Kenya’s first wildlife census report: 5 species critically endangered

The report recommends a population survey every three years and annual budgets for monitoring and management of wildlide

By Madhumita Paul
Published: Thursday 02 September 2021

Kenya’s black rhino, sable antelope, hirola, Tana River mangabey and roan antelope are ‘critically endangered’, according to the country’s first national wildlife census report

There are just  897 black rhinos, 51 sable antelopes, 497 hirolas, 1,650 Tana River mangabey and 15 roan antelope remaining in the African country, according to the survey.

The population of some large herbivores such as elephants and rhinos has increased slightly since 2014, according to the report released August 31, 2021. 

The number of elephants in Kenya grew by 12 per cent to 36,280 in 2021 from 32,214 in 2014, the survey found. The pachyderm became the victim of massive poaching in 2014, resulting in a fall in the population to 32,214 elephants in 2014 from 35,588 in 2012. 

Since then, the government efforts to curb the menace helped in increasing the count.

The three-month survey began in April 2021 and covered over 30 species of mammals, birds and marine wildlife in various ecosystems, using the geographic information system (GIS), camera traps, helicopters, vehicles and boats.

It was undertaken by the tourism and wildlife ministry, Kenya Wildlife Services and the Wildlife Research and Training Institute (WRTI) to establish a national baseline of the wildlife species.

Among other iconic species, the researchers counted 41,659 buffalo, 13,530 Maasai giraffes, 121,911 common zebras, 2,649 grevy's zebras and 57,813 wildebeest. 

The country has 340 sea turtle nests, 9 whale sharks, 63 humpback whales, two blue whales, 354 Indo-Pacific bottlenose dolphins, 29 great white sharks and 17 tiger sharks, according to the report.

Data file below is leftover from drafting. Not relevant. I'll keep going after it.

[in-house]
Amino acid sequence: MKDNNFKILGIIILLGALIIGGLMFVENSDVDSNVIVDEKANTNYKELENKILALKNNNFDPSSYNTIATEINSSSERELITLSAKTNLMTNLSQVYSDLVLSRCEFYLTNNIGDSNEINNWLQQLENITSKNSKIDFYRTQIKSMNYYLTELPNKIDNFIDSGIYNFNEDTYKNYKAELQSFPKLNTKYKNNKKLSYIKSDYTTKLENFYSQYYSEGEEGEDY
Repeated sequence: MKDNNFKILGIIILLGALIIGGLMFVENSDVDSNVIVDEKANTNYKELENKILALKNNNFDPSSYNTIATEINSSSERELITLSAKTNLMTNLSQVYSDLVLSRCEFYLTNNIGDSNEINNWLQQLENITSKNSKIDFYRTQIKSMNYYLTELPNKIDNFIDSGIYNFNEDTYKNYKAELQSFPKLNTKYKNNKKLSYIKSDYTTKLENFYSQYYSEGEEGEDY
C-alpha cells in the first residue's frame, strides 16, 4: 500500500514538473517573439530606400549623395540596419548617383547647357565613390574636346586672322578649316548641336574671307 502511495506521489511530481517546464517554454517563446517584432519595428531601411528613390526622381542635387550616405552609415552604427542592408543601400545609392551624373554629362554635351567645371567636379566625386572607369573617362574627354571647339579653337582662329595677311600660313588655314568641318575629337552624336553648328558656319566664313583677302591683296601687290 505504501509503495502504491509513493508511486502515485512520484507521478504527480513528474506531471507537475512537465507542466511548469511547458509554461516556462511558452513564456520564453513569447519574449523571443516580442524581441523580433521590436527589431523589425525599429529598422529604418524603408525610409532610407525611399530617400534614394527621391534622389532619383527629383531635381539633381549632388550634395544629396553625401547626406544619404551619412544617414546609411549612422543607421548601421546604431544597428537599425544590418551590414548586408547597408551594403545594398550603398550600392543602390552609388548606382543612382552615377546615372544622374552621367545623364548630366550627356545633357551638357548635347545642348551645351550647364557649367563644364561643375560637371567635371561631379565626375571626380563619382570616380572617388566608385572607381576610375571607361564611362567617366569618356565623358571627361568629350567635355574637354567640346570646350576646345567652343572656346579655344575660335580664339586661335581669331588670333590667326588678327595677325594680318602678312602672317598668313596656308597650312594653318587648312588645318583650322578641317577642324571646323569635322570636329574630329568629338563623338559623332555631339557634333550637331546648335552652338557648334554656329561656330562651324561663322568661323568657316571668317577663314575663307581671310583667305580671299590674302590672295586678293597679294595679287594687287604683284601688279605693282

As many as 97,805 lesser flamingos, 748 greater flamingos, 523 great white pelicans, 963 Egyptian geese, 57 African fish eagles and 720 yellow-billed storks were recorded among the waterfowl. 

Livestock incursions, logging, charcoal burning and illegal settlements near major wildlife sanctuaries were observed during the survey period. 

Other threats to wildlife are habitat loss, land-use changes and exponential human population growth, according to the census report.

Uhuru Kenyatta, President of the Republic of Kenya and commander-in-chief of the defence forces, said:

As we continue to uphold our sacred duty of protecting our wildlife for current and future generations, I call on all players within the Government as well as in our private sector to make this report a central cog of all plans and actions within wildlife conservation and management.

Efforts to develop spatial plans by county governments will help separate humans and wildlife or promote human-wildlife co-existence programmes thereof, said the authors of the report.

The paper recommends the following to manage Kenya's wildlife resources:

  • The National Wildlife Census to be conducted every three years in line with wildlife ecological cycles
  • An annual budget is required to support active monitoring of rare and endemic species 
  • An immediate budget support is required to establish status of species currently threatened by illegal trade and bush meat 
  • There is need for review of legislation to recognise community conservancies as protected areas as they constitute important wildlife range 
  • To improve the ecological integrity of dormant parks and reserves, there is need to enhance public-private partnerships 
  • A budgetary support is required to establish a data portal and access mechanism at the Wildlife Research and Training Institute to inform wildlife management as part of its mandate
  • For the endangered, rare and endemic species, there is a need for budgetary allocation to support development and implementation of their recovery plans. 
  • Investment in new innovations, modern census equipment and software to improve efficiency in undertaking wildlife censuses  
  • County governments should incorporate census findings in the development of the County Integrated Development Plans and spatial plans.
  • A national classification of species with low populations should be undertaken in consultation with the International Union for Conservation of Nature

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